Woodruff Library Looking Forward to More OIT Collaboration

March 16, 2012

aerial view of the libraryRecently, key leaders from the Woodruff Library and OIT participated in an all-day retreat in the pursuit of an improved partnership between the library and IT. Over the years the relationship between library science and information technology has grown, however it is as important as ever to further cultivate collaboration.

"The challenge," says Frances Maloy, Services Division Leader of the Woodruff Library, "is to bridge the gap in culture, language, and funding streams. OIT and the Library serve the same users, but our stakeholders and sponsors are very different."

OIT and the library both have a keen interest in wireless networks, storage, and security. Everyone on campus uses the network and having a strong wireless network is critical for today's information seeker. People have laptops and mobile devices and want the convenience of looking things up whenever and wherever they want. Constant access is very important and the wireless network is critical to library research. Good archival storage and security are key areas where OIT/Library collaboration is already quite active.

Kim Braxton, Alan Cattier, Wayne Morse, José Rodriguez and others from Academic Technology Services (ATS) attended the retreat and are the main source of interaction between OIT and the Library staff. Academic Technology Services (ATS), the Emory Center for Interactive Teaching (ECIT), and the Language Lab are housed in the Library, mainly because the Center for Library and Information Resources (CLAIR) was a joint project between the Library and UTS back in the 90's. CLAIR was a new kind of library where IT and library resources could come together.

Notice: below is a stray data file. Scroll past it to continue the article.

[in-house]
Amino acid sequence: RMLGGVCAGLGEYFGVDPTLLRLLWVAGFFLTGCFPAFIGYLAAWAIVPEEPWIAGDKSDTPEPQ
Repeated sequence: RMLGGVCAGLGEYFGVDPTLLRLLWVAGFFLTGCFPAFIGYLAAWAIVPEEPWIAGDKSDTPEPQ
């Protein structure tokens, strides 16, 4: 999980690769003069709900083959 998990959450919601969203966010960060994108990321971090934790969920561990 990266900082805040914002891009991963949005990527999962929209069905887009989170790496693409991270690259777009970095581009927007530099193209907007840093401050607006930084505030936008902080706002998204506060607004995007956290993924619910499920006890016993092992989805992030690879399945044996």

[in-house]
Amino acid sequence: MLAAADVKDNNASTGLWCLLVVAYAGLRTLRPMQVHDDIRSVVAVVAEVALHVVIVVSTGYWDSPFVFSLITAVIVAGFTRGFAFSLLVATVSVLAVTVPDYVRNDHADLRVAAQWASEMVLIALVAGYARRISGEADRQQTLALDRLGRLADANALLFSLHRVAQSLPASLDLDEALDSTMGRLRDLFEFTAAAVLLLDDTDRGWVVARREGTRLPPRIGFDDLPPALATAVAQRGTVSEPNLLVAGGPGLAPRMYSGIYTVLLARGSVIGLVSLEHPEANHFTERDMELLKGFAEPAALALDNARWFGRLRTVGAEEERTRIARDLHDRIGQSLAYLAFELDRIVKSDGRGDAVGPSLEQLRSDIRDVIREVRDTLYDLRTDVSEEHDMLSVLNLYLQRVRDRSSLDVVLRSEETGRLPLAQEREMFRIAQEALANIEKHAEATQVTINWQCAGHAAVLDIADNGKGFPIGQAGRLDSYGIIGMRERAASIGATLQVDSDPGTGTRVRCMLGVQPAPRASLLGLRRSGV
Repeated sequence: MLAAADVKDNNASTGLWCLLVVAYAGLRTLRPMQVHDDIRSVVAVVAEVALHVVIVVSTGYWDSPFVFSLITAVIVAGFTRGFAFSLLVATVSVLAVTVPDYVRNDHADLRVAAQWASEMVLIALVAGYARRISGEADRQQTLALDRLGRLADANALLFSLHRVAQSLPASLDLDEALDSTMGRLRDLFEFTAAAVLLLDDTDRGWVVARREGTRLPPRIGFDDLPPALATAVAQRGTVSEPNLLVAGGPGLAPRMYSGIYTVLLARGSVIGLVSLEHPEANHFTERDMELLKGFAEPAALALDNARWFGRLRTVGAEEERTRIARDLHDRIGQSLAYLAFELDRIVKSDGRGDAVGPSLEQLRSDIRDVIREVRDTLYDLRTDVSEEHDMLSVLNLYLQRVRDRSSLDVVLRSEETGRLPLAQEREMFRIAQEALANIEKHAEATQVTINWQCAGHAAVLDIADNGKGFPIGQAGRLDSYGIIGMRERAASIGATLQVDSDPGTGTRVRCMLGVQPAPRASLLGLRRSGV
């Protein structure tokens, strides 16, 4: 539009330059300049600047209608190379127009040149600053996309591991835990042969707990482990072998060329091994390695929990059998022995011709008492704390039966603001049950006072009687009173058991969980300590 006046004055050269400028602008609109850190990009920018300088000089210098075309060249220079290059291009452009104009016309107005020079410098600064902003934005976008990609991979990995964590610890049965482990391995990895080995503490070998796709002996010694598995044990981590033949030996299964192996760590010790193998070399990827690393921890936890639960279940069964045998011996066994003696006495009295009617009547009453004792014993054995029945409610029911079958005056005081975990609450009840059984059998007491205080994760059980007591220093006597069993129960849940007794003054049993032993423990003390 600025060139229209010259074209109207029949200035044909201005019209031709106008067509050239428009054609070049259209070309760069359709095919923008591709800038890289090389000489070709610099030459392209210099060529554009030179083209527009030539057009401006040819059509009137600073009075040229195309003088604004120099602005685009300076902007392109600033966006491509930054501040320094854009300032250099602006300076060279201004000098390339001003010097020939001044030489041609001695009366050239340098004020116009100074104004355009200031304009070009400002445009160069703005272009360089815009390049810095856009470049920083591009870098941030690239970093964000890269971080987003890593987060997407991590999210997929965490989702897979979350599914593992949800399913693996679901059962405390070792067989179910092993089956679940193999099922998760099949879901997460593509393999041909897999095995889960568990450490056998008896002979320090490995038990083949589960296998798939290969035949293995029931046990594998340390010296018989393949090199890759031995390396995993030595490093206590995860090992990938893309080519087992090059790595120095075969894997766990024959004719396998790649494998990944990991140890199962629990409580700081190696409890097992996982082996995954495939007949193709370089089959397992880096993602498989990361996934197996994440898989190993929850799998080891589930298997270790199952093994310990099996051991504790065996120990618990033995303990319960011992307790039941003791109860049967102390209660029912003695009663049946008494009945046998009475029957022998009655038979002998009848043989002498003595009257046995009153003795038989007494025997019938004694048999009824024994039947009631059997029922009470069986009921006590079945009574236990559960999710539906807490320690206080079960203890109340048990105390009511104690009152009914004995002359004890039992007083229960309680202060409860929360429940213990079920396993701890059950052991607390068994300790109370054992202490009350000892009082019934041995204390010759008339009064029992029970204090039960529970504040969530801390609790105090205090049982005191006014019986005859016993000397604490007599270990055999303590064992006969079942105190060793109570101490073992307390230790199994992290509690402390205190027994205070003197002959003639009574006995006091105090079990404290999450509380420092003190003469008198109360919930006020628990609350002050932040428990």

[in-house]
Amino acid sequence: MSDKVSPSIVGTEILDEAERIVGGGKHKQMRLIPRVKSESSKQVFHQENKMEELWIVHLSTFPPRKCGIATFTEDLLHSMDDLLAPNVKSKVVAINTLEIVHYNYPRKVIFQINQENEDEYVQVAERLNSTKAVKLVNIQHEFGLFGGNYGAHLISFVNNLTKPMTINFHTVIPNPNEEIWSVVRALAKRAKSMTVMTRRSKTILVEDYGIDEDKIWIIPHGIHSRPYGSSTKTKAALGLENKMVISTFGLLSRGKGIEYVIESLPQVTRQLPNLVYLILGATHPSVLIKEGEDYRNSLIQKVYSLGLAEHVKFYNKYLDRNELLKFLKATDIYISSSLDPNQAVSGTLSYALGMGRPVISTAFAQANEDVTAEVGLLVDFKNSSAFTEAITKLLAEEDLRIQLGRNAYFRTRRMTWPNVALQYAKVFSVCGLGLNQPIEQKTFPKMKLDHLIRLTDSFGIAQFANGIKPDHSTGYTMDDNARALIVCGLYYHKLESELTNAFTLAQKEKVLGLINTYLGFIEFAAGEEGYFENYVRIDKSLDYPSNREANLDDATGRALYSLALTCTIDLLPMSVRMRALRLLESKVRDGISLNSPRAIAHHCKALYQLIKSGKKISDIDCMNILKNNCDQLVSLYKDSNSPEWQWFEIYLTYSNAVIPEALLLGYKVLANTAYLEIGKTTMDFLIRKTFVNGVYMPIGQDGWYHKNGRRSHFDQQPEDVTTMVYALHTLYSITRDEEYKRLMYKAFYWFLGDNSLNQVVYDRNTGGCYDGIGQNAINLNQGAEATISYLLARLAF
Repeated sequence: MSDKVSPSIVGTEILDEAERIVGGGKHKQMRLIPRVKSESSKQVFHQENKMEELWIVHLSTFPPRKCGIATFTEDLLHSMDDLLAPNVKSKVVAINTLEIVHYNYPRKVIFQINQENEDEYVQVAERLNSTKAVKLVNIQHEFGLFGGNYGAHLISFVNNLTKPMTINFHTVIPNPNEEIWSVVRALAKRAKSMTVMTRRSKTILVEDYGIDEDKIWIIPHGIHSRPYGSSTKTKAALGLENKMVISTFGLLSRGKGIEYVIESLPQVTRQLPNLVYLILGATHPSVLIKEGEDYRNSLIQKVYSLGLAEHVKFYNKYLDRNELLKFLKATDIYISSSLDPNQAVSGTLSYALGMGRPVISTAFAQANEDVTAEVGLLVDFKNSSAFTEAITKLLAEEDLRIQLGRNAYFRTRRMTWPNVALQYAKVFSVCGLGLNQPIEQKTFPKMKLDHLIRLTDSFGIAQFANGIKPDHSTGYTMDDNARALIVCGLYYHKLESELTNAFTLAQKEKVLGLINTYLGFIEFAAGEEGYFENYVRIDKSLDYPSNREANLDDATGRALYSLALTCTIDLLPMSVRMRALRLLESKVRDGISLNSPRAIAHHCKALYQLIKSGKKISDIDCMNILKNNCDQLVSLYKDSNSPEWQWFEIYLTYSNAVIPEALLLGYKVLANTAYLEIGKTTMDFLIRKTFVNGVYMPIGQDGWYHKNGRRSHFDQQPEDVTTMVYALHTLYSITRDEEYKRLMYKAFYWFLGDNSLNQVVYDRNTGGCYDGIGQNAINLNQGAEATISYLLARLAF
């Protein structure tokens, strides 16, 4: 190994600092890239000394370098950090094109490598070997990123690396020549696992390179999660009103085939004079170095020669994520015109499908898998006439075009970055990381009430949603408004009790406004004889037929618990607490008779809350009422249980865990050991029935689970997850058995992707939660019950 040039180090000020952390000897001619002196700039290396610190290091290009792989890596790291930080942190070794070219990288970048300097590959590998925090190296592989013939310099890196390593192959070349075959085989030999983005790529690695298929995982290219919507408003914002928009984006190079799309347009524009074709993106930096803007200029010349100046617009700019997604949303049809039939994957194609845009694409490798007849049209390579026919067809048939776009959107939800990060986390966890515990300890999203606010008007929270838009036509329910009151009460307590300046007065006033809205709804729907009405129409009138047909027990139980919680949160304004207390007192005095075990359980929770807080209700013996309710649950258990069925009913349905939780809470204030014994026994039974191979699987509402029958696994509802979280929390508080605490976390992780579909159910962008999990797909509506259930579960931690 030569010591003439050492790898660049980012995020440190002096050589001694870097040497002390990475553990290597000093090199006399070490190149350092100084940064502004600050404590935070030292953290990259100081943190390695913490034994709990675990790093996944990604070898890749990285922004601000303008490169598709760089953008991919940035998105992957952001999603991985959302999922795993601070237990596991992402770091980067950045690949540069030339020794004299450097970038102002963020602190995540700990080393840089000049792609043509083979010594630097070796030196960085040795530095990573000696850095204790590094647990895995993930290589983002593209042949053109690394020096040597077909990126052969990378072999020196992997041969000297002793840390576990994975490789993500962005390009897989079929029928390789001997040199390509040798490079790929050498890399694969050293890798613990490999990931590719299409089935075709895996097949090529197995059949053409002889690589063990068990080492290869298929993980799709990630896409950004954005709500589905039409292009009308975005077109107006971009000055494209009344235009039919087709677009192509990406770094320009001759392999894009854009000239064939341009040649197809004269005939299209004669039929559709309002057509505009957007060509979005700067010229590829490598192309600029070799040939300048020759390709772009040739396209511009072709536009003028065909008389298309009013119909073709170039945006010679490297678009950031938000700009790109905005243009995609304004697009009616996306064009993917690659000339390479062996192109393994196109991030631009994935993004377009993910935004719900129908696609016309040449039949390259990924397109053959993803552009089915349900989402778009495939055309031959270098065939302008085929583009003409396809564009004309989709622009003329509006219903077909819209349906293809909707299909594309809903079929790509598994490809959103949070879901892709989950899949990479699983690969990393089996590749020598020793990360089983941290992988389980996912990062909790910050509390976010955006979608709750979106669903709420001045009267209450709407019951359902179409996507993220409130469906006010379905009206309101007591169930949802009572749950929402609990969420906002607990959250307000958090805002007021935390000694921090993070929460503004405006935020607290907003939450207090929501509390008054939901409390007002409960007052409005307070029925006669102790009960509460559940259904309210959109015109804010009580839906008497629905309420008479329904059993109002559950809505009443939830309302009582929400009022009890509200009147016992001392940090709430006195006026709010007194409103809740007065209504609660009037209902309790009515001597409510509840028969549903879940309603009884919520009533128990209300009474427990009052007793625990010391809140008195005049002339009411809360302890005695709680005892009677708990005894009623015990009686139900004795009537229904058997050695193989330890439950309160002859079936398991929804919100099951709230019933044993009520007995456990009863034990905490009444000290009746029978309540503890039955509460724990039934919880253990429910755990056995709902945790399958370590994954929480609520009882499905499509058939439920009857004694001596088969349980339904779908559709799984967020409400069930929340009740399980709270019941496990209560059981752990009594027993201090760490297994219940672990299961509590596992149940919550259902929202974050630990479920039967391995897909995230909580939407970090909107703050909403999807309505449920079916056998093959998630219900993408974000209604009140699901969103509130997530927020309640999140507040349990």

Photo of Woodruff LibraryAs an example of strong collaboration, Kim consulted on the formation of a "learning commons," where students would have one spot and one device to do research, study, write a paper, email a professor, surf the web...soup to nuts research. Kim's computing center was the model for running a great computer lab. She and Alex Kyrychenko (Learning Commons Coordinator) worked together to maintain software upgrades, imaging, and the back-end infrastructure, and now he manages the Learning Commons throughout the library and keeps the infrastructure similar to Cox Hall.

The ECIT team also collaborates with the library. Last year, ECIT employed a Clear Fellow (Brian Croxall) who did joint programming between ECIT and the library so that as people begin learning how to use a new research tool, they will also think about what library content they can implement as well. "But even though we are in the same building," says Maloy, "we still need to talk more."

Reserves Direct, which is an electronic way of managing and serving course content, is currently linked with LearnLink (LL) and Blackboard (Bb). Although Reserves Direct is an older software package, it still provides back-end processing that LL and Bb do not. When the Library goes to a new system, strong communication between the LL and Bb teams will be a must.

Library staff also recently met with Alan to discuss GoingOn and Office 365 and they are very excited about doing some testing. "The idea of a virtual service point is great because while the Library has multiple ways for students to reach us for help, the information is on the library website only," says Erin Mooney, the Outreach and Education Librarian. "A virtual service point would ideally provide access from any location within the network. If a question occurs, they can ask a librarian. It would increase our service business."

Photo of Woodruff Library reading roomMarc Overcash (Deputy CIO, R-WIT) also sees a lot of potential for Library collaboration with Research and Woodruff Health Sciences IT (R-WIT). He has asked to create links to databases in the Library to imbed library resources in various research tools.

Still, there is much more work to be done. "The Library has always had technology and automation, but has never fully integrated with academic and administrative computing," says Maloy. "Eventually, we've seen that operating two distinct groups is too expensive and we need to work together."

A strong library partnership will help in many ways, such as testing and coordinating with faculty to do testing as well. This kind of critical collaboration has been lacking in the past and as the relationship between the two groups continues to grow, new ways are likely to be found. According to Mooney, "I've always enjoyed working with OIT and I am excited about the projects that are coming."